Eastern States Expand Emission Cuts as Part of Cap-and-Trade

Nine states in New England and the Mid-Atlantic region have said they will cut emissions from power plants by 65% below 2020 levels by 2030, expanding a cap-and-trade program designed to reduce carbon output usually associated with power plants.

States in the Regional Greenhouse Gas Initiative (RGGI) agreed to increase emissions cuts by an additional 30% beyond earlier agreed-upon levels from the program’s inception in 2009, New York Gov. Andrew Cuomo (D) said August 23. RGGI cap-and-trade was the nation’s first such program to come online; other states have since enacted similar programs. Cap-and-trade requires facilities that emit greenhouse gases to cap carbon dioxide (CO2) emissions and trade excess emissions at auctions run by state regulators. RGGI says its auctions have brought in more than $2.7 billion to be used by the states for programs promoting clean energy.

Basil Seggos, New York’s environmental commissioner, in a statement said “The Regional Greenhouse Gas Initiative has been an incredible success in reducing greenhouse gas emissions that contribute to global climate change in New York and the Northeast, while supporting thousands of jobs and billions of dollars of investments in sustainable development projects.”

RGGI includes New York, Connecticut, Delaware, Maine, Maryland, Massachusetts, New Hampshire, Rhode Island and Vermont. New Jersey, an original member of the group, dropped out in 2011 after Gov. Chris Christie (R) said it was a tax on the state’s utility customers.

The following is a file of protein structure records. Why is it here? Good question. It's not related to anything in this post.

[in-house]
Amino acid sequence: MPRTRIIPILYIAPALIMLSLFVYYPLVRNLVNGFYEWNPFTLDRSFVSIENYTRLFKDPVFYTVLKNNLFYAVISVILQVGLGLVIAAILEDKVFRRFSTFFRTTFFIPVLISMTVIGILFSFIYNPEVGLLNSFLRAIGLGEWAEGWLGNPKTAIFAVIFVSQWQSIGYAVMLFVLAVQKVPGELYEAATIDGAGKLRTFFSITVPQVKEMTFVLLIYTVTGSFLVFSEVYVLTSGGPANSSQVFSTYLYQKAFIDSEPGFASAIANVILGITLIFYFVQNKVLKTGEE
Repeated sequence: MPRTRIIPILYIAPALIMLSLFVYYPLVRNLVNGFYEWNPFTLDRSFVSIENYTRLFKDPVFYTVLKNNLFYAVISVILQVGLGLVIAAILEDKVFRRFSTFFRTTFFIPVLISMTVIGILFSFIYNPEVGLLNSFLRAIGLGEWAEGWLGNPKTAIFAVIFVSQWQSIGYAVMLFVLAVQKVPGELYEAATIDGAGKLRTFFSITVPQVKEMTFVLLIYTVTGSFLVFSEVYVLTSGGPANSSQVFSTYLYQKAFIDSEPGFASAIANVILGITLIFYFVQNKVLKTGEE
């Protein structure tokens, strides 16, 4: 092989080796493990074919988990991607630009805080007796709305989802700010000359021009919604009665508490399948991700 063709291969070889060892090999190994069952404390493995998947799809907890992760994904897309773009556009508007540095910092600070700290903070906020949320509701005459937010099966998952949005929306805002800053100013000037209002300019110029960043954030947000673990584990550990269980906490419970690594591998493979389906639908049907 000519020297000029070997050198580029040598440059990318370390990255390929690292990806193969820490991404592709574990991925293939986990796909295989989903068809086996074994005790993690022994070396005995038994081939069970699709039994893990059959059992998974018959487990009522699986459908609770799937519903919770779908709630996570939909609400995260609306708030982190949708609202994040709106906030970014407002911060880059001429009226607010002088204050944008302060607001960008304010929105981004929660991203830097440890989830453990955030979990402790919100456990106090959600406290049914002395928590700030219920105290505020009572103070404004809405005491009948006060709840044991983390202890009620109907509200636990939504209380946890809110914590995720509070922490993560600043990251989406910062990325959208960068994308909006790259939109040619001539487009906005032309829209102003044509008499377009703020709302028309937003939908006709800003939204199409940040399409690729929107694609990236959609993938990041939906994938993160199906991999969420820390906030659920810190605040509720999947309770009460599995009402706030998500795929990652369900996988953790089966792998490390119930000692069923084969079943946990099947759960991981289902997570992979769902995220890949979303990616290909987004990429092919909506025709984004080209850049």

The expanded agreement announced by Cuomo, which tracks the additional 30% cap he called for earlier this year, was reached after a series of meetings over the past two years. It includes not only the reduced cap on emissions but also other measures to cut carbon output, including extending the program to 2030. Additional details will be announced at a public stakeholder meeting in Baltimore, Maryland, on September 25.

Environmentalists were quick to praise Wednesday’s action. “In the face of the Trump administration’s ongoing attempts to undermine solutions to climate change, nine governors—Republicans and Democrats alike—doubled down on a clean energy future for their citizens,” said Rhea Suh, president of the Natural Resources Defense Council, in a statement. “RGGI’s bold plan will significantly cut power plant pollution while creating new benefits to the economy and people’s health.”

California on August 22 said every emission permit offered by the state in its August cap-and-trade auction was sold, with prices at their highest level since the program was launched in 2012. California Gov. Jerry Brown (D) earlier this summer signed legislation to continue that state’s program until 2030.

Darrell Proctor is a POWER associate editor (@DarrellProctor1, @POWERmagazine)